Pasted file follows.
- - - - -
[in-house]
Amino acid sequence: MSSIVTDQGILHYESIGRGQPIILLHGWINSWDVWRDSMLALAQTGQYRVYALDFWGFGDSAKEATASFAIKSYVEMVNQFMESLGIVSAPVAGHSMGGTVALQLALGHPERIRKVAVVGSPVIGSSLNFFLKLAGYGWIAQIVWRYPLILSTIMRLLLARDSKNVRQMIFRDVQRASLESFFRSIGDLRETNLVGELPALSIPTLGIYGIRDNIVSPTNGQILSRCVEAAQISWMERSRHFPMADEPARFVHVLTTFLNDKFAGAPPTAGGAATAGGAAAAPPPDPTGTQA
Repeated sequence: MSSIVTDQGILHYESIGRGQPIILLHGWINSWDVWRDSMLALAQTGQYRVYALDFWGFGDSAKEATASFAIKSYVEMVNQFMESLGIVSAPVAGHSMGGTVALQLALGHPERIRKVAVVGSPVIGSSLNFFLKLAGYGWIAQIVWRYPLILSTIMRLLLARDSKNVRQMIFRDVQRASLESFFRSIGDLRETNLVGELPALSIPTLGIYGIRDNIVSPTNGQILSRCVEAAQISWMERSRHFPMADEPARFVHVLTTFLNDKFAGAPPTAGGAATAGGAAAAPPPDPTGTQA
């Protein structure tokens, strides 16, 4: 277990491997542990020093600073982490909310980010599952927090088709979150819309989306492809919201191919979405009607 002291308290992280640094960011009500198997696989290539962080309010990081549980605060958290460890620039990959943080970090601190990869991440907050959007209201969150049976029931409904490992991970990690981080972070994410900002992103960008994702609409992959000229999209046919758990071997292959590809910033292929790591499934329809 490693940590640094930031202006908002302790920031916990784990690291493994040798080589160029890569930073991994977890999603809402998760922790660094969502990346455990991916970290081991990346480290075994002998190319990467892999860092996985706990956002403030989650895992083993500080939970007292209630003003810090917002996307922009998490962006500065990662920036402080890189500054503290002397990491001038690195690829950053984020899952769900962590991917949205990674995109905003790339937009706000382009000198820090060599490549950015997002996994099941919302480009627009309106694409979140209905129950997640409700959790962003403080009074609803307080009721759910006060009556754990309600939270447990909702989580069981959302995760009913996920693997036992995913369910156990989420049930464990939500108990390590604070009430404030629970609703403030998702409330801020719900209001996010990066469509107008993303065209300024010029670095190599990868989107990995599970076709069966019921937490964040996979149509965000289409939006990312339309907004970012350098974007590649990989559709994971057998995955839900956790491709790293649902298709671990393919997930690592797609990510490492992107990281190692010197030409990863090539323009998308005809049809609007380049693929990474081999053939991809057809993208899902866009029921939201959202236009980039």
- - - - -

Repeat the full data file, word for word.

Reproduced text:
[in-house]
Amino acid sequence: MSSIVTDQGILHYESIGRGQPIILLHGWINSWDVWRDSMLALAQTGQYRVYALDFWGFGDSAKEATASFAIKSYVEMVNQFMESLGIVSAPVAGHSMGGTVALQLALGHPERIRKVAVVGSPVIGSSLNFFLKLAGYGWIAQIVWRYPLILSTIMRLLLARDSKNVRQMIFRDVQRASLESFFRSIGDLRETNLVGELPALSIPTLGIYGIRDNIVSPTNGQILSRCVEAAQISWMERSRHFPMADEPARFVHVLTTFLNDKFAGAPPTAGGAATAGGAAAAPPPDPTGTQA
Repeated sequence: MSSIVTDQGILHYESIGRGQPIILLHGWINSWDVWRDSMLALAQTGQYRVYALDFWGFGDSAKEATASFAIKSYVEMVNQFMESLGIVSAPVAGHSMGGTVALQLALGHPERIRKVAVVGSPVIGSSLNFFLKLAGYGWIAQIVWRYPLILSTIMRLLLARDSKNVRQMIFRDVQRASLESFFRSIGDLRETNLVGELPALSIPTLGIYGIRDNIVSPTNGQILSRCVEAAQISWMERSRHFPMADEPARFVHVLTTFLNDKFAGAPPTAGGAATAGGAAAAPPPDPTGTQA
């Protein structure tokens, strides 16, 4: 277990491997542990020093600073982490909310980010599952927090088709979150819309989306492809919201191919979405009607 002291308290992280640094960011009500198997696989290539962080309010990081549980605060958290460890620039990959943080970090601190990869991440907050959007209201969150049976029931409904490992991970990690981080972070994410900002992103960008994702609409992959000229999209046919758990071997292959590809910033292929790591499934329809 490693940590640094930031202006908002302790920031916990784990690291493994040798080589160029890569930073991994977890999603809402998760922790660094969502990346455990991916970290081991990346480290075994002998190319990467892999860092996985706990956002403030989650895992083993500080939970007292209630003003810090917002996307922009998490962006500065990662920036402080890189500054503290002397990491001038690195690829950053984020899952769900962590991917949205990674995109905003790339937009706000382009000198820090060599490549950015997002996994099941919302480009627009309106694409979140209905129950997640409700959790962003403080009074609803307080009721759910006060009556754990309600939270447990909702989580069981959302995760009913996920693997036992995913369910156990989420049930464990939500108990390590604070009430404030629970609703403030998702409330801020719900209001996010990066469509107008993303065209300024010029670095190599990868989107990995599970076709069966019921937490964040996979149509965000289409939006990312339309907004970012350098974007590649990989559709994971057998995955839900956790491709790293649902298709671990393919997930690592797609990510490492992107990281190692010197030409990863090539323009998308005809049809609007380049693929990474081999053939991809057809993208899902866009029921939201959202236009980039």